-- With less than 100 days remaining until the General Election, two former
Indiana lieutenant governors are calling for Gov. Eric Holcomb to expand
mail-in voting as the coronavirus pandemic continues.
John Mutz, a
Republican who served under former Gov. Robert Orr, and Kathy Davis, a
Democrat who served under Joe Kernan, on Friday announced at a news
conference that they have decided to partner with Indiana Vote by Mail, a
nonprofit that’s also advocating for all Hoosiers to have a mail-in ballot
option come November.
Without a broad
mail-in voting option, the former lieutenant governors noted that fewer
voting locations and long lines at polls will further suppress votes for
minority, disabled and low-income voters. If the state waits too long to
make a decision, they added, ill-prepared election offices and ballot
backlogs are a feared result.
greatly improve ... to make that happen,” Davis said. “We better get
started. I don’t think we can justify waiting for another 30 days of
infection rates to suggest that we really need to provide this option.”
Republican election officials haven’t taken action yet, Mutz added, because
of “pressure” from President Donald Trump, “It’s unfortunate. There’s no
reason why we can’t do the right thing here.”
Indiana voters were
allowed to mail their ballots for the June primary, while the state was
still under a stay-at-home order. In recent weeks, however, Holcomb has
indicated he doesn’t think the mail-in option will be necessary again.
In a news
conference Wednesday, the governor said Hoosiers have enough early voting
options already, adding that circumstances now are different than they were
“Now Hoosiers can
go out,” he said. “Now you can vote almost a month in advance ... and there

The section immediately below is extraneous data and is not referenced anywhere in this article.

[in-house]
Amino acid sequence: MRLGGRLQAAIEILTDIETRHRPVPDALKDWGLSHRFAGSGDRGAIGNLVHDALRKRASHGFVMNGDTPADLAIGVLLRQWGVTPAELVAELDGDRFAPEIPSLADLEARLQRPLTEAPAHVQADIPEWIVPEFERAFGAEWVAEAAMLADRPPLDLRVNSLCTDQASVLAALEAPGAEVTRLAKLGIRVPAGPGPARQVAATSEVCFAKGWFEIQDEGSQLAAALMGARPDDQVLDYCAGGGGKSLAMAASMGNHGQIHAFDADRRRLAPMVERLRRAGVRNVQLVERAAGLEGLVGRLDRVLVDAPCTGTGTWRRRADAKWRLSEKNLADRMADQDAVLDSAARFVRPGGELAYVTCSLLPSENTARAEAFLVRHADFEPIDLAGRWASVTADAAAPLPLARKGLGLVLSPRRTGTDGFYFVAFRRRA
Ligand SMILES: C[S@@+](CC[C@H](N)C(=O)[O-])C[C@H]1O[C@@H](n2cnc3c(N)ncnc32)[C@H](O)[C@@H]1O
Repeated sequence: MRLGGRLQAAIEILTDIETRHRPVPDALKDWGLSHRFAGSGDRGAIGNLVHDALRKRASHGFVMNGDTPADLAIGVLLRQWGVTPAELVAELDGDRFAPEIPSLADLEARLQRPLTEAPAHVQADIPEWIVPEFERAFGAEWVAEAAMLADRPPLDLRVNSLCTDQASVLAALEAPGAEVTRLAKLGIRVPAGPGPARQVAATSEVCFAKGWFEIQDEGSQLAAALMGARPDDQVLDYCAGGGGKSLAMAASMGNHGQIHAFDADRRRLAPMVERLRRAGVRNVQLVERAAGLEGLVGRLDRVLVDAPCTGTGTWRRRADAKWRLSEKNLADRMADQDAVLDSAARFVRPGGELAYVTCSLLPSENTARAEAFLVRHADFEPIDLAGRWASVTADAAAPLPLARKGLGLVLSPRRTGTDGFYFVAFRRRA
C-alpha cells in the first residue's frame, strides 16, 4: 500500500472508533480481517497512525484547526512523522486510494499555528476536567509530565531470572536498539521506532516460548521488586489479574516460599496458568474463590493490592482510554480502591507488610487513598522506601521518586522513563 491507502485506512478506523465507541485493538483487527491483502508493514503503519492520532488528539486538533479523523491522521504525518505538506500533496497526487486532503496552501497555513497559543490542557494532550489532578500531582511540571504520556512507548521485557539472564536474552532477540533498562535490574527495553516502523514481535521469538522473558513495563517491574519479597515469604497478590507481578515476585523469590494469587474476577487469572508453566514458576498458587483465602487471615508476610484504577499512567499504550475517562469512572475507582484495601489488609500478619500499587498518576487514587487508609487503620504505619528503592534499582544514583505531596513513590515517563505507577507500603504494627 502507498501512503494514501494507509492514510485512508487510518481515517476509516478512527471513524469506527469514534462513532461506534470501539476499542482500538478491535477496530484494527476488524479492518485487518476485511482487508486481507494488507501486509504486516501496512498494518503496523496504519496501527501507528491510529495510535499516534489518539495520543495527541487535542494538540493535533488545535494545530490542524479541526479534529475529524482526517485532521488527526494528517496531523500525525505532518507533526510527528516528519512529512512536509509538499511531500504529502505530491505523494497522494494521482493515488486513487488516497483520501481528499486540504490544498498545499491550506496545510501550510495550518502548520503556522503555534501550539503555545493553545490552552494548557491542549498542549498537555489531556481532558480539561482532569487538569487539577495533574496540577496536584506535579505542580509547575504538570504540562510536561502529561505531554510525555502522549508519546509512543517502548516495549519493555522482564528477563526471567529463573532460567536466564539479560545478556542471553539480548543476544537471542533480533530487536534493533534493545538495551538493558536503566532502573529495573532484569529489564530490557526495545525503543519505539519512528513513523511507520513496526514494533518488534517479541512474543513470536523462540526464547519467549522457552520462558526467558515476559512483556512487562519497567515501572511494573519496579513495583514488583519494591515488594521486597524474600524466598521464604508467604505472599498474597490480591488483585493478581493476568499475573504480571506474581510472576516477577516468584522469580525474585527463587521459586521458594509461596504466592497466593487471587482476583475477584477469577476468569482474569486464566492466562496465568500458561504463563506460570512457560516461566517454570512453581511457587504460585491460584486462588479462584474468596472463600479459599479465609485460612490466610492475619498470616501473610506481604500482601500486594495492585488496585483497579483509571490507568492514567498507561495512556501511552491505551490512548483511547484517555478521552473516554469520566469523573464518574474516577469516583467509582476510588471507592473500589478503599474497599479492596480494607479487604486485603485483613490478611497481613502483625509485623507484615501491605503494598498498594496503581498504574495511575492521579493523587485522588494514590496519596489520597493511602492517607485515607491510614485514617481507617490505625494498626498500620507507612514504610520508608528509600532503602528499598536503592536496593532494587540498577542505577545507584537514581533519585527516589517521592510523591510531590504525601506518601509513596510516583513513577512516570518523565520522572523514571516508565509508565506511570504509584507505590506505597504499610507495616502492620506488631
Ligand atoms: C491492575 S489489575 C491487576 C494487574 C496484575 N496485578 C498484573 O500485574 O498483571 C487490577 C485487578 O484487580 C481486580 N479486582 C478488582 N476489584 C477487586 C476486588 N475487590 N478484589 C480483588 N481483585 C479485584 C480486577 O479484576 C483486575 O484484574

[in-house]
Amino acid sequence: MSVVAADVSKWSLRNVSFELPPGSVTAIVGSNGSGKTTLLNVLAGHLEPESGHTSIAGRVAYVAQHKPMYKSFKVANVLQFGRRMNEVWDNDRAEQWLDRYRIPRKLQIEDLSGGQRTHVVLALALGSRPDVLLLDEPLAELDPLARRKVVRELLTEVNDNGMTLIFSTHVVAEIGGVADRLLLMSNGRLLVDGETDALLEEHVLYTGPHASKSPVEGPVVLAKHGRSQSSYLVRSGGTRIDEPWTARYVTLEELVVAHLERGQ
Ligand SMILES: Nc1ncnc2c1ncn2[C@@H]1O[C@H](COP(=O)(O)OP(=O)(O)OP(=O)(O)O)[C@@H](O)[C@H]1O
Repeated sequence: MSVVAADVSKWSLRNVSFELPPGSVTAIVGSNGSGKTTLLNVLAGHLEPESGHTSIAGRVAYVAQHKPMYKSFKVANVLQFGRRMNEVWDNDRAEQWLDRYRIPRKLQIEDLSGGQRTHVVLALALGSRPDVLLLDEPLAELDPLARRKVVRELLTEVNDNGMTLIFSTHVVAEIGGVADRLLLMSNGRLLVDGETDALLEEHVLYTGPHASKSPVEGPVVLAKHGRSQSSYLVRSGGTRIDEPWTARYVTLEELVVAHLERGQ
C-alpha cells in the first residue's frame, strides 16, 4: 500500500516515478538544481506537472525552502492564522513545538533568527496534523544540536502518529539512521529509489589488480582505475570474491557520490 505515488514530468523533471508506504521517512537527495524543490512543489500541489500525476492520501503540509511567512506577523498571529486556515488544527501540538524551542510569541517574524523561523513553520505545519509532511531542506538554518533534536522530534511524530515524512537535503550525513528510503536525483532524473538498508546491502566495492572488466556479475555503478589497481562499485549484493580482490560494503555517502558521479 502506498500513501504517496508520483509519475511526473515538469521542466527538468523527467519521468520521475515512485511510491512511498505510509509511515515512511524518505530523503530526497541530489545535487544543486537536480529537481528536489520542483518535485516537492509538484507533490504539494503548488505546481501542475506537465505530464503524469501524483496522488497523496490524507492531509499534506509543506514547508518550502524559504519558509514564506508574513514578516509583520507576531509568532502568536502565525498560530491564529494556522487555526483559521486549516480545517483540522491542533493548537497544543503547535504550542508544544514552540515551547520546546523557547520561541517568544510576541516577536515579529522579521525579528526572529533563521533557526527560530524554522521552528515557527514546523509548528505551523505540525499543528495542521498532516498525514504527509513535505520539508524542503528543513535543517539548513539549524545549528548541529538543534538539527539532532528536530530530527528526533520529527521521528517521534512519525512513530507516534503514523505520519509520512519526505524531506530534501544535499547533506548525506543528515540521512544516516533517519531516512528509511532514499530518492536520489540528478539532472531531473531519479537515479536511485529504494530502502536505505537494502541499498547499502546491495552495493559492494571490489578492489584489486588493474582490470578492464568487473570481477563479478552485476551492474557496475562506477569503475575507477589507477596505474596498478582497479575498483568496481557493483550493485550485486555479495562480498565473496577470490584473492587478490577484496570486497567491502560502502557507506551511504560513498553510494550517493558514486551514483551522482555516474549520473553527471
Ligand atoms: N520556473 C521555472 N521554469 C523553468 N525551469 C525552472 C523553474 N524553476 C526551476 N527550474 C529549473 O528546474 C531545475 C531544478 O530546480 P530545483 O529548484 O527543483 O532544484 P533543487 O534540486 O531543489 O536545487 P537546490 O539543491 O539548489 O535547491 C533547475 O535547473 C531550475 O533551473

are various options if you can’t vote in person.”
Indiana is one of
nine states that does not currently have no-excuse-needed absentee voting
for the November election. Generally, Hoosier voters must provide an
accepted and specific reason to use an absentee ballot, including being over
age 65, residing outside of the country or having to work while the polls
are open. Under the stay-at-home order in June, those exceptions were
lifted, allowing anyone the option to vote by mail.
On Thursday, a
federal lawsuit filed by the Indiana State Conference of the NAACP and
Common Cause Indiana seeks to further compel the state to expand absentee
voting. The lawsuit argues that the state’s deadline for mail-in ballots --
noon on Election Day -- doesn’t account for expected surges in mail-in
ballots and potential mail delays caused by the pandemic. The nonprofit
contends that any ballot postmarked by Election Day should be counted
“Indiana has seen a
surge in requests for mail-in ballots and now we must make sure all those
voters who chose to vote by mail to protect their health do not face
barriers in making their voice heard,” Julia Vaughn, policy director at
Common Cause Indiana, said in a statement.
The lawsuit is one
of at least three pending in federal court to challenge Indiana’s election
protocols. Another of the federal lawsuits, filed on behalf of Common Cause
Indiana, argues that an Indiana law blocking voters and candidates from
asking courts to keep polling places open past the state’s 6 p.m. closing
time because of Election Day troubles violates the U.S. Constitution.
The lawsuit asks
that a judge issue an order prior to this November’s election blocking the
state law from being enforced.